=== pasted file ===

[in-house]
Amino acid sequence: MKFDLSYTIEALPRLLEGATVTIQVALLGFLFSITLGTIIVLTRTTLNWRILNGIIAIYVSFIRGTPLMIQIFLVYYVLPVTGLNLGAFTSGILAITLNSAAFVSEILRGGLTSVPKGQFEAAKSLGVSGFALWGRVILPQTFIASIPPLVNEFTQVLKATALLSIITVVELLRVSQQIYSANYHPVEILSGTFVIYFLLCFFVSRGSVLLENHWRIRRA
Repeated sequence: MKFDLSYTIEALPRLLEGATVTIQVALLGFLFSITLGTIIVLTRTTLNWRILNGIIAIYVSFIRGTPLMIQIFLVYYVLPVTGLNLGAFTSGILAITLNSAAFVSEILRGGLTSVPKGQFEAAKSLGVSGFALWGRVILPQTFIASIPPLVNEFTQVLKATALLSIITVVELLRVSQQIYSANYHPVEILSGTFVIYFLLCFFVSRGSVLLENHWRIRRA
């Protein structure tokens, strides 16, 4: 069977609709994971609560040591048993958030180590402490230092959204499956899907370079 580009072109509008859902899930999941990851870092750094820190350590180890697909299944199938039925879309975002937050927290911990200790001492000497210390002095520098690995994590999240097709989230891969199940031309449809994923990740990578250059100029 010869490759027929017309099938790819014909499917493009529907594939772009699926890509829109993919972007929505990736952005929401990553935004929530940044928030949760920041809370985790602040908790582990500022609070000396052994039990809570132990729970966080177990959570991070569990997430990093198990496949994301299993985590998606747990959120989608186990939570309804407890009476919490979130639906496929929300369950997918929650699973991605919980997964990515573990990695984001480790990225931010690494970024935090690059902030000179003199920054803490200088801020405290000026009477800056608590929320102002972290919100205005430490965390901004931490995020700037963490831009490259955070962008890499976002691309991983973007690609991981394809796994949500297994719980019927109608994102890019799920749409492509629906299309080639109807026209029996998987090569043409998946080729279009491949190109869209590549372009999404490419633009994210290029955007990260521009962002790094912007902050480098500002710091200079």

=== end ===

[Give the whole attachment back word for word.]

[in-house]
Amino acid sequence: MKFDLSYTIEALPRLLEGATVTIQVALLGFLFSITLGTIIVLTRTTLNWRILNGIIAIYVSFIRGTPLMIQIFLVYYVLPVTGLNLGAFTSGILAITLNSAAFVSEILRGGLTSVPKGQFEAAKSLGVSGFALWGRVILPQTFIASIPPLVNEFTQVLKATALLSIITVVELLRVSQQIYSANYHPVEILSGTFVIYFLLCFFVSRGSVLLENHWRIRRA
Repeated sequence: MKFDLSYTIEALPRLLEGATVTIQVALLGFLFSITLGTIIVLTRTTLNWRILNGIIAIYVSFIRGTPLMIQIFLVYYVLPVTGLNLGAFTSGILAITLNSAAFVSEILRGGLTSVPKGQFEAAKSLGVSGFALWGRVILPQTFIASIPPLVNEFTQVLKATALLSIITVVELLRVSQQIYSANYHPVEILSGTFVIYFLLCFFVSRGSVLLENHWRIRRA
């Protein structure tokens, strides 16, 4: 069977609709994971609560040591048993958030180590402490230092959204499956899907370079 580009072109509008859902899930999941990851870092750094820190350590180890697909299944199938039925879309975002937050927290911990200790001492000497210390002095520098690995994590999240097709989230891969199940031309449809994923990740990578250059100029 010869490759027929017309099938790819014909499917493009529907594939772009699926890509829109993919972007929505990736952005929401990553935004929530940044928030949760920041809370985790602040908790582990500022609070000396052994039990809570132990729970966080177990959570991070569990997430990093198990496949994301299993985590998606747990959120989608186990939570309804407890009476919490979130639906496929929300369950997918929650699973991605919980997964990515573990990695984001480790990225931010690494970024935090690059902030000179003199920054803490200088801020405290000026009477800056608590929320102002972290919100205005430490965390901004931490995020700037963490831009490259955070962008890499976002691309991983973007690609991981394809796994949500297994719980019927109608994102890019799920749409492509629906299309080639109807026209029996998987090569043409998946080729279009491949190109869209590549372009999404490419633009994210290029955007990260521009962002790094912007902050480098500002710091200079």